In the first of a series of teach-ins on social justice, faculty members in the Department of Religion and Culture shared the ways in which their research intersects with state violence against Black people amid a global conversation about systemic racism.

The educators presented their findings through a virtual event, Teach-In on Anti-Black State Violence.

The webinar was part of a series of discussions on race relations organized by several departments in the College of Liberal Arts and Human Sciences. The series launched during a surge in mass protests against systemic racism following the killings of black people in the United States, including George Floyd, Breonna Taylor, and Ahmaud Arbery.

Participating in the panel discussion were Brian Britt, a professor of religion and culture; Sylvester Johnson, a professor of religion and culture and director of the Center for Humanities; Shaily Patel, an assistant professor of religion and culture; Dominique Polanco, a research associate; and Balbir K. Singh, an assistant professor of religion and culture. Matthew Gabriele, a professor and chair of the department, served as moderator.

The panelists presented in the order of the historic periods they were discussing, beginning with Patel, an assistant professor of early Christianity. Patel discussed Christian persecution complexes, white evangelical Christianity, and anti-Blackness in her presentation. She also considered the themes of martyrdom and persecution in ancient Christian texts, and how those narratives have influenced some groups within Christianity in relation to race.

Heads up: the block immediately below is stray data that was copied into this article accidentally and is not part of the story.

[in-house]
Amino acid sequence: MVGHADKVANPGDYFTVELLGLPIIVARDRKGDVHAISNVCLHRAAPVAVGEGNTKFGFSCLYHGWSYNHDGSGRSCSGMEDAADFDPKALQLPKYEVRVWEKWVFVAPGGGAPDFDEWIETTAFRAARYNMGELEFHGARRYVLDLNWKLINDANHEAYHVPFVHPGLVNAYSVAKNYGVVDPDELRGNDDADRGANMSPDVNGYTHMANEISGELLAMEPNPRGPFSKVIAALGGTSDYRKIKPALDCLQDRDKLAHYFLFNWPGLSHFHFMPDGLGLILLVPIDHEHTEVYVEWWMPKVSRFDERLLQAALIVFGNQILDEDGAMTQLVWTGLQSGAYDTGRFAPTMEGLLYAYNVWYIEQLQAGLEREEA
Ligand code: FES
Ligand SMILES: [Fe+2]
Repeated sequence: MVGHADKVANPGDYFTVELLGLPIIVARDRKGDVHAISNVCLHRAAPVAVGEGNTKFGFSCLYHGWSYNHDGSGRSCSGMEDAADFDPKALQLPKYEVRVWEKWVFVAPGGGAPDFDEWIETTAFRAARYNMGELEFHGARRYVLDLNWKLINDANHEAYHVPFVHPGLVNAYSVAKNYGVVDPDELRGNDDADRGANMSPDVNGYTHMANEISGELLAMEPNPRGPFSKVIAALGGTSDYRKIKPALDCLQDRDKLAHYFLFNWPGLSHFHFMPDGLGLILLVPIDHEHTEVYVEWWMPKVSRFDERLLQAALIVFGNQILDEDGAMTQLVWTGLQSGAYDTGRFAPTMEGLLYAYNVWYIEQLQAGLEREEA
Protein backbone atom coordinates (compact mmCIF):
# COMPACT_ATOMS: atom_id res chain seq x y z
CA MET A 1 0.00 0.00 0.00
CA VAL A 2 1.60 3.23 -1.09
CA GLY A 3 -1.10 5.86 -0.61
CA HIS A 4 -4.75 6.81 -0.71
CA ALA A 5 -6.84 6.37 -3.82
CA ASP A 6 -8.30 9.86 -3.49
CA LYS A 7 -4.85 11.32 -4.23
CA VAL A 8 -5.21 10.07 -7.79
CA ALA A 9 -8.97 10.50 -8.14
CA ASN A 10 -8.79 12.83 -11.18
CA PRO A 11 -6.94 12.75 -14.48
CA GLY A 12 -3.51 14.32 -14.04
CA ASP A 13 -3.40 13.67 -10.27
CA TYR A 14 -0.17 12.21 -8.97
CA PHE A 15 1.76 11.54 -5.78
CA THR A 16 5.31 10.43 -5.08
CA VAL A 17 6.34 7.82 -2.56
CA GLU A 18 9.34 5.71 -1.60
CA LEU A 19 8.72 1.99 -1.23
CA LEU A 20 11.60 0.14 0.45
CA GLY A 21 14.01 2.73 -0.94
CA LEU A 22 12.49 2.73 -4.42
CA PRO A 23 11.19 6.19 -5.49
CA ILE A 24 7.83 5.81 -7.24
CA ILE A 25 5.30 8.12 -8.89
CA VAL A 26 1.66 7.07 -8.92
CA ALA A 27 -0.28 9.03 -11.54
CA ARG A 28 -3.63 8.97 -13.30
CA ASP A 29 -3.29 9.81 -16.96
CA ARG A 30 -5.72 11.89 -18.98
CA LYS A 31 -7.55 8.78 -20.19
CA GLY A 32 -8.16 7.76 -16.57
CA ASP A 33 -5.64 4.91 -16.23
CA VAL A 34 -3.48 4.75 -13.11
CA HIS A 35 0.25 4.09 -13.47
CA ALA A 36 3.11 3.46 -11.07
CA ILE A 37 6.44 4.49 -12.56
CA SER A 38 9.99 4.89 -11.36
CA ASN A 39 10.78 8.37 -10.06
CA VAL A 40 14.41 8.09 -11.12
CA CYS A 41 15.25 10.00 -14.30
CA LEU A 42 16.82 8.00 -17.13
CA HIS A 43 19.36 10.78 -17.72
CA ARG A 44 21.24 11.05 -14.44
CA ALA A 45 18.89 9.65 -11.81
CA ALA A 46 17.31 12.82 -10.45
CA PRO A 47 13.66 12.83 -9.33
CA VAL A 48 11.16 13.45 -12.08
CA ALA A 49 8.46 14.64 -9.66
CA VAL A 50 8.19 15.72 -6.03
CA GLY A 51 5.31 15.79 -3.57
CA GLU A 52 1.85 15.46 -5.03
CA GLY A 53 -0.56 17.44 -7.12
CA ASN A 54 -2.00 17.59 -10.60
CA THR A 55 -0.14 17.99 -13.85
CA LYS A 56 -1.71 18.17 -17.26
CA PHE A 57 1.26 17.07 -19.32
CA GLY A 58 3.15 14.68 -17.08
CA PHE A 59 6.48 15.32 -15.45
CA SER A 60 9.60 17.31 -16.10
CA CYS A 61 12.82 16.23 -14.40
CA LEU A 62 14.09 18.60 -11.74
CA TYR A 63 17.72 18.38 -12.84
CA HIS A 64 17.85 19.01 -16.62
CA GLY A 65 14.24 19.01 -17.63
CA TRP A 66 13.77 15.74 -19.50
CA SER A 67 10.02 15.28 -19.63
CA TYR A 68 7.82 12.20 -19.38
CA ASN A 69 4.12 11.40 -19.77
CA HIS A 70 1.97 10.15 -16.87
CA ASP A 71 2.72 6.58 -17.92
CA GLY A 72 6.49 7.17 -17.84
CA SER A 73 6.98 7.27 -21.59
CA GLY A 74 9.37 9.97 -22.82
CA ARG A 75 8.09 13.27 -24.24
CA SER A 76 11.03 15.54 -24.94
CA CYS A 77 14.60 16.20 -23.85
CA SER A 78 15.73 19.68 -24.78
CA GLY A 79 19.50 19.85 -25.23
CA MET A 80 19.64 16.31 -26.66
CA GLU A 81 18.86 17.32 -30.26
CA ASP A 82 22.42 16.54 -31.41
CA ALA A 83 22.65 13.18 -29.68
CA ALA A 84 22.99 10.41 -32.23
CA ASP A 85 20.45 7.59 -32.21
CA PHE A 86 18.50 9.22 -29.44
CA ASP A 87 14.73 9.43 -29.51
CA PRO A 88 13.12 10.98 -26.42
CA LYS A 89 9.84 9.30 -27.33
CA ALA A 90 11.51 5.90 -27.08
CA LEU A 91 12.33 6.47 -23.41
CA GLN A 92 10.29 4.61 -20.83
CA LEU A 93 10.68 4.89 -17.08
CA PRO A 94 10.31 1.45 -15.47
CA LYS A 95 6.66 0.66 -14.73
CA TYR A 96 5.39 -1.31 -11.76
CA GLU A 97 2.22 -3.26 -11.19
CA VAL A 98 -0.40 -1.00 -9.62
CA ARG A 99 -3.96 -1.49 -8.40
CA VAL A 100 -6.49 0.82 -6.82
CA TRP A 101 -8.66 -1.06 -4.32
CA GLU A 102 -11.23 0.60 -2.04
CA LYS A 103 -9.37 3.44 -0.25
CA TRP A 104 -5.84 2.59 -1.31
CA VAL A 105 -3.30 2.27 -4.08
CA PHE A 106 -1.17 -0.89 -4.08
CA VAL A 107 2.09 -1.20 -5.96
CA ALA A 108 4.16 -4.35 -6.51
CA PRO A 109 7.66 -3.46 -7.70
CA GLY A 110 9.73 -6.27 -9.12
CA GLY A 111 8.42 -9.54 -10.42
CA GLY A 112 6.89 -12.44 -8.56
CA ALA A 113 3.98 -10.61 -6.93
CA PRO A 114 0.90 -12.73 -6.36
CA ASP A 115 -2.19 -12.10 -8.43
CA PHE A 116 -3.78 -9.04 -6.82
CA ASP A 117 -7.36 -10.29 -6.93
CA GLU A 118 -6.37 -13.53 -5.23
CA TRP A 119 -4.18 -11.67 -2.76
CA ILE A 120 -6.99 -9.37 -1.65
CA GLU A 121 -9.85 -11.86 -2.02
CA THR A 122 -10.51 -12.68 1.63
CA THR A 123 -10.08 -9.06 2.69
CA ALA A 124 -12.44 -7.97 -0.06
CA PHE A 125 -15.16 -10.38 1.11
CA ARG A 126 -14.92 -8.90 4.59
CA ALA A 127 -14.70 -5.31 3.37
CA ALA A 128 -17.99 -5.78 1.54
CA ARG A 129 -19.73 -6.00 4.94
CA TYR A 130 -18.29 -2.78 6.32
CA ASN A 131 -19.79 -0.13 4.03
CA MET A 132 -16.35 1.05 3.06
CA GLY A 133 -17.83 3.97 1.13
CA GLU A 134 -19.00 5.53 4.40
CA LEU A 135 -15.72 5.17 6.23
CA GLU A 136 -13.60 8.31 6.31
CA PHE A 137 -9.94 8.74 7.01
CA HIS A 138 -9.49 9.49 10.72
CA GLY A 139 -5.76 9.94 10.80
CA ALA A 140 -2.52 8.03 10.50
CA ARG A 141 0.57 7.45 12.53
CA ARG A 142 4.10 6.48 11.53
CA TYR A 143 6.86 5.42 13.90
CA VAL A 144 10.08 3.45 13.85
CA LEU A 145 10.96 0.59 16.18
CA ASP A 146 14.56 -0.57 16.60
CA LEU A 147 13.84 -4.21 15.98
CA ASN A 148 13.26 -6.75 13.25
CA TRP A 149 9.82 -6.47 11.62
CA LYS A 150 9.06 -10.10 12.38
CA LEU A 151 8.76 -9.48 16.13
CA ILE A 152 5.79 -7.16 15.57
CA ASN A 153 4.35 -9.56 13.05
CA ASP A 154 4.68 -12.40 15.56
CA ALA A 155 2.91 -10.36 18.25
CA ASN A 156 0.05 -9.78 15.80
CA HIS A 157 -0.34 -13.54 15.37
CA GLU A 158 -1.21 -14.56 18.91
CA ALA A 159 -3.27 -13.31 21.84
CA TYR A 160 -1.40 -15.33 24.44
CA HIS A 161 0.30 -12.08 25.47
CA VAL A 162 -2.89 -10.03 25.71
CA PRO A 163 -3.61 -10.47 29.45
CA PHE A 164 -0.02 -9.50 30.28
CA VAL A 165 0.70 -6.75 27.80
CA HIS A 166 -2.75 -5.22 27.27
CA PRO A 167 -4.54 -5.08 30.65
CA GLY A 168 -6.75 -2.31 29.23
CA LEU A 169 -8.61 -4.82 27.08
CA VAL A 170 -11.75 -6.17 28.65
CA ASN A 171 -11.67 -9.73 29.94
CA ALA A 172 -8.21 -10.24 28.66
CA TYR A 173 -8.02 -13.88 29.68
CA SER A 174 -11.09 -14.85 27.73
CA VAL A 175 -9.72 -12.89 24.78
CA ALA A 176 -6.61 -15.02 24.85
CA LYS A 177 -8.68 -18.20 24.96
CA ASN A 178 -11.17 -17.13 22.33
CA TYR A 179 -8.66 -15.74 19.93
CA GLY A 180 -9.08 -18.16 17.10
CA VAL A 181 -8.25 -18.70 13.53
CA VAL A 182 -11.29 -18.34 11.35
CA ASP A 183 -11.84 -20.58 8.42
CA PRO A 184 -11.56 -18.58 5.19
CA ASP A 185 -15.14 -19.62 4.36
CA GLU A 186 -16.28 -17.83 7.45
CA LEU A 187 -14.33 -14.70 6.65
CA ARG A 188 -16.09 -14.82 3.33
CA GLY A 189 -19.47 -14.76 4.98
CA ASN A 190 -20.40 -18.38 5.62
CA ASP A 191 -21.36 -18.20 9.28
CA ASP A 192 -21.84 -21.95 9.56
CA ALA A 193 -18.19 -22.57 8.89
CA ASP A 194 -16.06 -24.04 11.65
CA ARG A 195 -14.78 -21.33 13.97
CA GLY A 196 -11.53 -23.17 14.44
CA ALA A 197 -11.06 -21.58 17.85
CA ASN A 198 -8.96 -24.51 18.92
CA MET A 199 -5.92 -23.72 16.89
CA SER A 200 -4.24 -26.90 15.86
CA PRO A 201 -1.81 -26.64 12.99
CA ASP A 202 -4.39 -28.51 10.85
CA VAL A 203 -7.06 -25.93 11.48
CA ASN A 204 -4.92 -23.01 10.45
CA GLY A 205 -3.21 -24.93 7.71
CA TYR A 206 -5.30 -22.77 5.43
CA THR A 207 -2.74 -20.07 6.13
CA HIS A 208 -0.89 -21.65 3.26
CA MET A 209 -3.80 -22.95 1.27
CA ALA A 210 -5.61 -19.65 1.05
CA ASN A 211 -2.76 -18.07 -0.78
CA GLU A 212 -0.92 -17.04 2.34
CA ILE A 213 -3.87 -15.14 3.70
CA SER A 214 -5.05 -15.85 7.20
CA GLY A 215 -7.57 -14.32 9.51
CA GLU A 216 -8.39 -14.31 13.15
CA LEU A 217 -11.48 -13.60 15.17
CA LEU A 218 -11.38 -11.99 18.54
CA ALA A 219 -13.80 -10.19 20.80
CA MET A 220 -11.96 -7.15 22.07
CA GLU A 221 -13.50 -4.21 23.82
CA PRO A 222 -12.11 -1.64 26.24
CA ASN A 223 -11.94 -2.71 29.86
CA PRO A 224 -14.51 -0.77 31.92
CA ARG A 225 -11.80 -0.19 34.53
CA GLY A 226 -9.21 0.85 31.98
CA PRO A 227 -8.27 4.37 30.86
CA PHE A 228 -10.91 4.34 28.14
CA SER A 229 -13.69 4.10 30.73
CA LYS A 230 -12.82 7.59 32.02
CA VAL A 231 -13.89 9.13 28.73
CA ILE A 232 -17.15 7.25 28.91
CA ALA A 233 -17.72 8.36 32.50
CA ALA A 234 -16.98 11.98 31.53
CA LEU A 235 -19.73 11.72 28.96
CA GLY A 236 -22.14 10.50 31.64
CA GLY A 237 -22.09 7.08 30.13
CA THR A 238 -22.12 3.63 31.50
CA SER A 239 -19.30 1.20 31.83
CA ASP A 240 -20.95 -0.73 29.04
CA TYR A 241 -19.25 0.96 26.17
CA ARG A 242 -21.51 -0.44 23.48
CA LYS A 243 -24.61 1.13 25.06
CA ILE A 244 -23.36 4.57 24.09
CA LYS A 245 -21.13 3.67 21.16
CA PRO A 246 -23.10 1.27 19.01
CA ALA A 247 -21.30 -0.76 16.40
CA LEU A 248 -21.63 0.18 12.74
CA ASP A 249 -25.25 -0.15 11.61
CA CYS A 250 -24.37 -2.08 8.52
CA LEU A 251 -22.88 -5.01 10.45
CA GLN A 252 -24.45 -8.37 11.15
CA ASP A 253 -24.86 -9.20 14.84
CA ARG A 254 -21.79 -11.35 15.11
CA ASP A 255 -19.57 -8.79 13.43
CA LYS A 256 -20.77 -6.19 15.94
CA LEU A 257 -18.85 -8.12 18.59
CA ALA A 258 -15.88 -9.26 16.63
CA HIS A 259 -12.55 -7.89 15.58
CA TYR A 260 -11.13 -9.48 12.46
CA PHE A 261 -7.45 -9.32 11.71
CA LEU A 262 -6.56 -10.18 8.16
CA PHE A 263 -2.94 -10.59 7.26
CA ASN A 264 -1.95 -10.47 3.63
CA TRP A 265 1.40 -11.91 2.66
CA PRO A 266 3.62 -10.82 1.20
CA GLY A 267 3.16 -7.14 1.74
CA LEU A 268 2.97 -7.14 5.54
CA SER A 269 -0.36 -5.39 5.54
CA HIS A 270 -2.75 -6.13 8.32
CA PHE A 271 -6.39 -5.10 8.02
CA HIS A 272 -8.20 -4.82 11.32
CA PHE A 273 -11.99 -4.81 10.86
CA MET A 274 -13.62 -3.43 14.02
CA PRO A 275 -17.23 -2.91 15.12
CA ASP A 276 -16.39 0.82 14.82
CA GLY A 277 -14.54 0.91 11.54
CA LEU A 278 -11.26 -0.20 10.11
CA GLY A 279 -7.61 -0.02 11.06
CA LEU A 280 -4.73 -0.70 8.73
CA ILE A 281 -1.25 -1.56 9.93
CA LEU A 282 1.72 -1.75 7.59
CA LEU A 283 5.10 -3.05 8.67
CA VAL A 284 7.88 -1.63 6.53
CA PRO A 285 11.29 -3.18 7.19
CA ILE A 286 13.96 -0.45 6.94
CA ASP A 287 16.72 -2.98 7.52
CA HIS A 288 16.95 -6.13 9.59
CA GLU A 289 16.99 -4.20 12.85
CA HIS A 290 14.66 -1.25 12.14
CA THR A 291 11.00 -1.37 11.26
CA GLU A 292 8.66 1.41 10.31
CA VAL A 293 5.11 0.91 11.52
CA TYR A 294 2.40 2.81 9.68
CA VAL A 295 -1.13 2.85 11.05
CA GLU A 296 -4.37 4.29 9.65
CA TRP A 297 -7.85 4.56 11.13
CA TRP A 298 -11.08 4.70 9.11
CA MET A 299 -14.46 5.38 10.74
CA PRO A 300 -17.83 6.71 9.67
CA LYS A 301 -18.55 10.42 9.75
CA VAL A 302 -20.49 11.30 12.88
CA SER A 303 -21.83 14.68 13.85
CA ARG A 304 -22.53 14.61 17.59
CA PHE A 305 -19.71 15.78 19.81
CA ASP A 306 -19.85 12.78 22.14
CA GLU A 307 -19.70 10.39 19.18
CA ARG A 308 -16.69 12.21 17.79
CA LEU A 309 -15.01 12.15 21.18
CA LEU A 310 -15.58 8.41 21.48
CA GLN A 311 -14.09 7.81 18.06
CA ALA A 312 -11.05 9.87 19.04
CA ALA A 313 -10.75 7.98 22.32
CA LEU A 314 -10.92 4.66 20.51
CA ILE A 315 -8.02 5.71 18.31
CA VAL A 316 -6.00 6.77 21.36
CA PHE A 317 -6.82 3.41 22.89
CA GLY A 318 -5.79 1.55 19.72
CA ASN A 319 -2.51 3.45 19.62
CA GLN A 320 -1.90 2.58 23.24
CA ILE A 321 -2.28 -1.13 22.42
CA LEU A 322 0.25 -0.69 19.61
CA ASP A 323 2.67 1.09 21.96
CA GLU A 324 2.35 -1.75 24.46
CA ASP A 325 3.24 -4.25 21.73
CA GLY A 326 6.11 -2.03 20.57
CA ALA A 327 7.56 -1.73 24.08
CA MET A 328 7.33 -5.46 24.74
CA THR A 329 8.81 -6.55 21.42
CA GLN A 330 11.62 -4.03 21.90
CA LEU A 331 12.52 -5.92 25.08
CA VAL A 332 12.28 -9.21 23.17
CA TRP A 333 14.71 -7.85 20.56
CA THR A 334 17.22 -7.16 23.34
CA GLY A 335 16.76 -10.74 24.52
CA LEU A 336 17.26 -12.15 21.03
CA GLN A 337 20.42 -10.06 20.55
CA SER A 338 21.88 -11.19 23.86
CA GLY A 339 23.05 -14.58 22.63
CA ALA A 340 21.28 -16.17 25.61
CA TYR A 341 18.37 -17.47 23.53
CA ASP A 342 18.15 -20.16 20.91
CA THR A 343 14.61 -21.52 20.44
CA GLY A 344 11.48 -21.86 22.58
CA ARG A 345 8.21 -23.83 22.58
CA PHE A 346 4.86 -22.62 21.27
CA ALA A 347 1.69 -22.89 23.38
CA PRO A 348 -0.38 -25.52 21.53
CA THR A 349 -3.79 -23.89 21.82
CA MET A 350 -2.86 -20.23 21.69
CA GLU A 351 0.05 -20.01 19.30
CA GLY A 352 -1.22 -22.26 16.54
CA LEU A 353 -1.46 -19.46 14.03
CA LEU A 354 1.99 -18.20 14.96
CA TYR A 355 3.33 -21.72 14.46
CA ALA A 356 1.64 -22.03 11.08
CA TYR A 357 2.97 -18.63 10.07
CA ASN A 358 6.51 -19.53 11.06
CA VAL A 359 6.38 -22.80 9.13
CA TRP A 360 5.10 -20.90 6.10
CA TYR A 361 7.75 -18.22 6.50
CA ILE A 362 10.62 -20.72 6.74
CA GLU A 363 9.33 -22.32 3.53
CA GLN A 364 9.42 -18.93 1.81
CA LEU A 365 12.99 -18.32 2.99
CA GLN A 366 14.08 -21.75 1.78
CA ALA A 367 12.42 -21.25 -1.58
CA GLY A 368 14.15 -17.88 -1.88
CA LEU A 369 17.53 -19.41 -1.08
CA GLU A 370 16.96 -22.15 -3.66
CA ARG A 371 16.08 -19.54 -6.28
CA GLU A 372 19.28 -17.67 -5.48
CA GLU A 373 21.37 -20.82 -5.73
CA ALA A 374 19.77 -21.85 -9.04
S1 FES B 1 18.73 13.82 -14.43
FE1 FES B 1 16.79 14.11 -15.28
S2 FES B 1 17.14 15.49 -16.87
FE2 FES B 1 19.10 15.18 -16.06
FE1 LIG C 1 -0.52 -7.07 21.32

During her presentation, Polanco focused on anti-Blackness in Mexico. She discussed how the presence of Black people in Mexico has been marked by slavery and prejudice, and how scholars and politicians have largely erased Afro-Mexicans from the nation’s history. She also touched on support for Black people from the Latinx community and other communities in the fight against white supremacy in the United States.

Britt discussed intersecting ideas of people and property at the heart of contemporary anti-Black violence. He presented a brief account of the roots of this violence in John Locke’s theory of property, the use of religious traditions by racist ideologies, and the militarization of violent policing through international partnerships.  

Singh then discussed research on the abolition of policing and police. In response to the current calls for justice, she said it’s necessary to think alongside abolitionist politics to imagine a world without police and the prison-industrial complex.

Finally, Johnson explored the effects of the FBI’s counterintelligence program against organizations during the Civil Rights Movement, and the labeling of the Black Lives Matter movement in 2017 as a “Black identity extremist” movement. Johnson also discussed how patterns in policing and national security established in the 1960s persist in today’s society.

Visit the Teach-Ins on Social Justice page to learn about past and future events.

Written by Andrew Adkins